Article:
Getting to Know Young Leaders in Mental Health Advocacy
By Cynthia Germanotta
On World Kindness Day, Born This Way Foundation partnered with our friends at United for Global Mental Health to once again convene young leaders from across the globe for a discussion around the state of global mental health.
Throughout the conversation, they vulnerably shared their experiences and inspired us with their unique visions for a kinder, braver world.
The conversation further proved that the best way to create supportive communities for young people is to listen to their stories, amplify their voices, and collaborate with them to create solutions for today’s challenges as we work together to build a better tomorrow.
My daughter Lady Gaga and I co-founded Born This Way Foundation more than a decade ago to support the mental health of young people and work with them to build a kinder and braver world.
I am always moved by their work at the intersection of mental health and kindness, as well as how they express kindness to themselves.
Undoubtedly, my most recent discussion gave me a lens to be inspired by the advocacy and services initiated by young people around the world.
I would love to share some highlights from the session and show my appreciation for those who joined me in conversation:
- Ahmad Nisar (he/him/his) – Afghanistan
- Elena Peruničić (she/her/hers) – Serbia
- Fatima-Zahra Ma-el-ainin (she/her/hers) – Morocco
- Jacqueline Rose St. Laurent Del Castillo (she/her/hers) – Peru
- Jamie-Lee David (she/her/hers) – South Africa
- Jennifer Oroilidis (she/her/hers) – Brussels
- Oluwaferanmi Omitoyin (he/him/his) – Nigeria
- Tusiime Kenneth (he/him/his) – Uganda
- Vinicius Gaby (he/him/his) – Brazil
Each youth leader acknowledged the urgent need for mental health support resources for young people everywhere – especially those navigating the ongoing challenges faced by the pandemic and other ongoing, overlapping crises.
Ahmad said, “Mental health issues are worsened by extenuating circumstances, especially COVID-19 in recent years. The pandemic deprived young people of access to the support they used to have. For example, in Afghanistan, COVID-19 created compound issues in the home, such as outbursts of anger, domestic violence, and other exacerbating issues. Those challenges are extremely hard to tackle and will need efforts from all of us.”
To address these issues, our panelists shared their own experiences and insights. Vinicius from Brazil advocated for the use of media to connect all young people with helplines and urgent care in order to address the suicide crisis.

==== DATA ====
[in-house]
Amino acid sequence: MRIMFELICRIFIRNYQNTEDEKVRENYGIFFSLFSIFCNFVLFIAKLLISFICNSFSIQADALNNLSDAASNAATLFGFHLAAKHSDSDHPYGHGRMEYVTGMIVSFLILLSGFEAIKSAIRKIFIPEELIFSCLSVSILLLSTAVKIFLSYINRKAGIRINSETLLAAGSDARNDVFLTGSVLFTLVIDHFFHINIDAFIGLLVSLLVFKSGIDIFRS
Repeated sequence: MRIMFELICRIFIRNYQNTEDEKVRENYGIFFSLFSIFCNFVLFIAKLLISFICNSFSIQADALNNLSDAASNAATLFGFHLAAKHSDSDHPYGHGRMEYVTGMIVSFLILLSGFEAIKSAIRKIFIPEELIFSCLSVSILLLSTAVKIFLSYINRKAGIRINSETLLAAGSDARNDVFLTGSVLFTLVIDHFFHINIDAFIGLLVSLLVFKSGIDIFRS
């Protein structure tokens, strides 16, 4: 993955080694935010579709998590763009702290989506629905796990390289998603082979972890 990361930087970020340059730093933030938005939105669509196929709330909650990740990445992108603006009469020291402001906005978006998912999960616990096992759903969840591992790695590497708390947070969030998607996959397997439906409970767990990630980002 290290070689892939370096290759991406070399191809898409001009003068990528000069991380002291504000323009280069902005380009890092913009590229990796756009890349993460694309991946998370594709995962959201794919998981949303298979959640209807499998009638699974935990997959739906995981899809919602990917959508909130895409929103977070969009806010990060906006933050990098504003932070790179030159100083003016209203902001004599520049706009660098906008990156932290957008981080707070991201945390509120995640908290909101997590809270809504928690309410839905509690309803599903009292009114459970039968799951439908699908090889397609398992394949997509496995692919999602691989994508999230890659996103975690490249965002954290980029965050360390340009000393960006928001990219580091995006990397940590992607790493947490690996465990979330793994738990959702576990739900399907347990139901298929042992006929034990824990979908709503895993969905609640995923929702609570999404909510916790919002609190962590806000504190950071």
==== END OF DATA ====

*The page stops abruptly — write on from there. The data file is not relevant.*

Jennifer emphasized the importance of checking in with young people to see if the care provided meets their needs because recovery is not linear and looks different for everyone.
Jamie-Lee showed us that stigma for seeking help for mental health still widely exists in South Africa and called for a more open conversation regarding mental health issues worldwide including the need for increased advocacy and more mental health education in primary, secondary, and high schools.
Lastly, Fatima-Zahra energized me with her powerful message that organizations need to work in the spirit of true partnerships with young people, which means that we need to go beyond advisory councils and involve them in the development of mental health programs. In other words, when inviting young people to collaborate, we should make sure they are co-owners of the entire process.
Indeed, building the platform for young people to become designers and owners of resources and support resonates with our mission at Born This Way Foundation, and I cannot wait to see how this group of young leaders in mental health advocacy and services will continue to build their roadmaps and impact lives and organizations.
I invite us all to think about ways we can spread kindness and compassion, every day. We need to have conversations that build connection and understanding, even if we don’t agree with one another.
We must also recognize the connection between kindness and mental health.
Despite the many overlapping challenges that youth are facing, I’m moved by their persistent aspirational spirit and commitment to making this cultural change.
As Ahmad bravely shared, “Change keeps me up at night…” following with a call to action that “all of us possess the capacity to be the change…a kinder, braver, more resilient world is obviously possible when we’re grounded in mental health support.”
To learn more about how young people are driving change, meeting the needs of their communities, and sharing kindness, I invite you to please visit Born This Way Foundation’s storytelling platform, ChannelKindness.org.